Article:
Under the current one-child policy, families are fined heavily for having an extra child, as in the case of film director Zhang Yimou, who faces a fine of up to $26,200,000 for fathering seven children. However, family planning officials in Jiangsu face a problem in deciding how to penalize a poor scrap collector who has 10 children. Alice Yan at South China Morning Post reports:
Officials are unsure how to punish Liu Xiangming, because, as one official admitted, “no matter how much he is fined, he won’t be able to afford it”.
Liu’s punishment could come to hundreds of thousands, or even millions, of yuan. But the financial penalty would be meaningless for a man long trapped in poverty.
Liu, 58, makes a living collecting rubbish in the suburbs of Suzhou. He has not returned to his hometown of Pizhou in Jiangsu, about 500km away, for 18 years, the Beijing Times reported the man as saying. Liu’s 10 children – four boys and six girls – were aged between two months and 21 years old. The family had lived quietly until local media recently reported the seventh child, a five-year-old boy, had accidentally drowned in a pond near their home.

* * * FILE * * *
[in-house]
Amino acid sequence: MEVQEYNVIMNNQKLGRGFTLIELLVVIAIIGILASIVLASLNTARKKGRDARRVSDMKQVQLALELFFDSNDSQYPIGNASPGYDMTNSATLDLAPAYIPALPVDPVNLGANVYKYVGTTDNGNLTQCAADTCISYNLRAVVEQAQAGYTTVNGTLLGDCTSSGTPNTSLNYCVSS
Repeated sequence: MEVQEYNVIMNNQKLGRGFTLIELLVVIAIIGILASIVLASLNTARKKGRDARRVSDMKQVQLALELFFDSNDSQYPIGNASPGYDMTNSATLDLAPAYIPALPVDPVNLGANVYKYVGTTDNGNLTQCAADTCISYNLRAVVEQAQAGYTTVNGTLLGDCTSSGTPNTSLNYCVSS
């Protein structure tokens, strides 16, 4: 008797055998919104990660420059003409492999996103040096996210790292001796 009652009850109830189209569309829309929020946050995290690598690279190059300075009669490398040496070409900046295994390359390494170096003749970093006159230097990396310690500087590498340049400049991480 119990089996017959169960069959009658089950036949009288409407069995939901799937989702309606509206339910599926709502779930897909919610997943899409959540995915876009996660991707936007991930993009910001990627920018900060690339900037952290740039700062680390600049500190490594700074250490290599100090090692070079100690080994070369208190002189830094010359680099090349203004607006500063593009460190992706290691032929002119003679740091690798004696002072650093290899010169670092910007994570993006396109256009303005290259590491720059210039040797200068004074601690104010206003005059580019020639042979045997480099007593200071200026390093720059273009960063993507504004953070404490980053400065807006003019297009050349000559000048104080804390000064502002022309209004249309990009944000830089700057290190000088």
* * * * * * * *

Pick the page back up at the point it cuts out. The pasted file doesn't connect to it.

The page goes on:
[…] The family is the epitome of the city’s marginalised class. With each person able to earn only a meagre income, the parents often have more children. They are often referred to as “guerillas with more children than the government allows”, for their ability to stay under the radar of family-planning officials. [Source]
Last March, a farmer in Guizhou province killed himself after learning he couldn’t afford the $3,500 fine needed to enroll two children he had outside of family-planning policy in school. Last year, Chinese officials released a blueprint for reform that included a planned relaxation of the one-child policy allowing a second child for couples with one only-child partner, in addition to other already existent exception.